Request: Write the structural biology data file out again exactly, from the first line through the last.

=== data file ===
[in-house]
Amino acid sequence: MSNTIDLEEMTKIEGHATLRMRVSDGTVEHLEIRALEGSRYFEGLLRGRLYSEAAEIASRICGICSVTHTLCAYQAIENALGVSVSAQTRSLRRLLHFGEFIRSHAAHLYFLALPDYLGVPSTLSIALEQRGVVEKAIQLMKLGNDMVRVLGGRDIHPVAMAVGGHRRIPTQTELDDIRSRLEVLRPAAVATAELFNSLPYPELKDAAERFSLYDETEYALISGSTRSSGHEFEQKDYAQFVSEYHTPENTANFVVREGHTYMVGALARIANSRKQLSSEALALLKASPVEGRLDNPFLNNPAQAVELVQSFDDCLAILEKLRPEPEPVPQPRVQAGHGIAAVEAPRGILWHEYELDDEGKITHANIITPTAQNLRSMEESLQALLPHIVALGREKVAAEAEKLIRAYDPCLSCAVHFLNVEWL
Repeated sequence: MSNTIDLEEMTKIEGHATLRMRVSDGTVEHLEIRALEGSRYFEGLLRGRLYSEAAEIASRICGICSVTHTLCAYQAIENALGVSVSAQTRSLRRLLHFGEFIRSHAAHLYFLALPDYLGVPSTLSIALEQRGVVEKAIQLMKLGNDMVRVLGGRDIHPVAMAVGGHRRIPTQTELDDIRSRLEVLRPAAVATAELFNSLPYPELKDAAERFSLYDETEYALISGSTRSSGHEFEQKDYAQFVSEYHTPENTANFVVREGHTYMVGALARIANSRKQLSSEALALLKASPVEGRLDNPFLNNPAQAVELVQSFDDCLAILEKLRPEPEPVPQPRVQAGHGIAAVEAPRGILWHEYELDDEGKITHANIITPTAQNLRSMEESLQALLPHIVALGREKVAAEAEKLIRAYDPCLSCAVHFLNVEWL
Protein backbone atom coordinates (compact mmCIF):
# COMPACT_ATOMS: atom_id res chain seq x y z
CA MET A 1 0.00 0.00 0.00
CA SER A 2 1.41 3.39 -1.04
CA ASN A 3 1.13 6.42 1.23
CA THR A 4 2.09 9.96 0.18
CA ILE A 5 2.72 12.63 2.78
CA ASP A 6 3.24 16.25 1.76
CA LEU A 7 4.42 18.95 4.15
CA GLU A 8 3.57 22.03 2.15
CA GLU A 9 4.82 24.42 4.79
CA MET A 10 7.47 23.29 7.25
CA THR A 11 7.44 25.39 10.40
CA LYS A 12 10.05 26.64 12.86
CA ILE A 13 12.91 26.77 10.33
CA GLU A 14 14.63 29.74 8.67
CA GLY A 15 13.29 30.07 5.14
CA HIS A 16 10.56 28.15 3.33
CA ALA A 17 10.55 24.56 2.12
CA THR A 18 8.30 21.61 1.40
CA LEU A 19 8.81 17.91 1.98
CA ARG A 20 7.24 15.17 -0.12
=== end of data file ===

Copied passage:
[in-house]
Amino acid sequence: MSNTIDLEEMTKIEGHATLRMRVSDGTVEHLEIRALEGSRYFEGLLRGRLYSEAAEIASRICGICSVTHTLCAYQAIENALGVSVSAQTRSLRRLLHFGEFIRSHAAHLYFLALPDYLGVPSTLSIALEQRGVVEKAIQLMKLGNDMVRVLGGRDIHPVAMAVGGHRRIPTQTELDDIRSRLEVLRPAAVATAELFNSLPYPELKDAAERFSLYDETEYALISGSTRSSGHEFEQKDYAQFVSEYHTPENTANFVVREGHTYMVGALARIANSRKQLSSEALALLKASPVEGRLDNPFLNNPAQAVELVQSFDDCLAILEKLRPEPEPVPQPRVQAGHGIAAVEAPRGILWHEYELDDEGKITHANIITPTAQNLRSMEESLQALLPHIVALGREKVAAEAEKLIRAYDPCLSCAVHFLNVEWL
Repeated sequence: MSNTIDLEEMTKIEGHATLRMRVSDGTVEHLEIRALEGSRYFEGLLRGRLYSEAAEIASRICGICSVTHTLCAYQAIENALGVSVSAQTRSLRRLLHFGEFIRSHAAHLYFLALPDYLGVPSTLSIALEQRGVVEKAIQLMKLGNDMVRVLGGRDIHPVAMAVGGHRRIPTQTELDDIRSRLEVLRPAAVATAELFNSLPYPELKDAAERFSLYDETEYALISGSTRSSGHEFEQKDYAQFVSEYHTPENTANFVVREGHTYMVGALARIANSRKQLSSEALALLKASPVEGRLDNPFLNNPAQAVELVQSFDDCLAILEKLRPEPEPVPQPRVQAGHGIAAVEAPRGILWHEYELDDEGKITHANIITPTAQNLRSMEESLQALLPHIVALGREKVAAEAEKLIRAYDPCLSCAVHFLNVEWL
Protein backbone atom coordinates (compact mmCIF):
# COMPACT_ATOMS: atom_id res chain seq x y z
CA MET A 1 0.00 0.00 0.00
CA SER A 2 1.41 3.39 -1.04
CA ASN A 3 1.13 6.42 1.23
CA THR A 4 2.09 9.96 0.18
CA ILE A 5 2.72 12.63 2.78
CA ASP A 6 3.24 16.25 1.76
CA LEU A 7 4.42 18.95 4.15
CA GLU A 8 3.57 22.03 2.15
CA GLU A 9 4.82 24.42 4.79
CA MET A 10 7.47 23.29 7.25
CA THR A 11 7.44 25.39 10.40
CA LYS A 12 10.05 26.64 12.86
CA ILE A 13 12.91 26.77 10.33
CA GLU A 14 14.63 29.74 8.67
CA GLY A 15 13.29 30.07 5.14
CA HIS A 16 10.56 28.15 3.33
CA ALA A 17 10.55 24.56 2.12
CA THR A 18 8.30 21.61 1.40
CA LEU A 19 8.81 17.91 1.98
CA ARG A 20 7.24 15.17 -0.12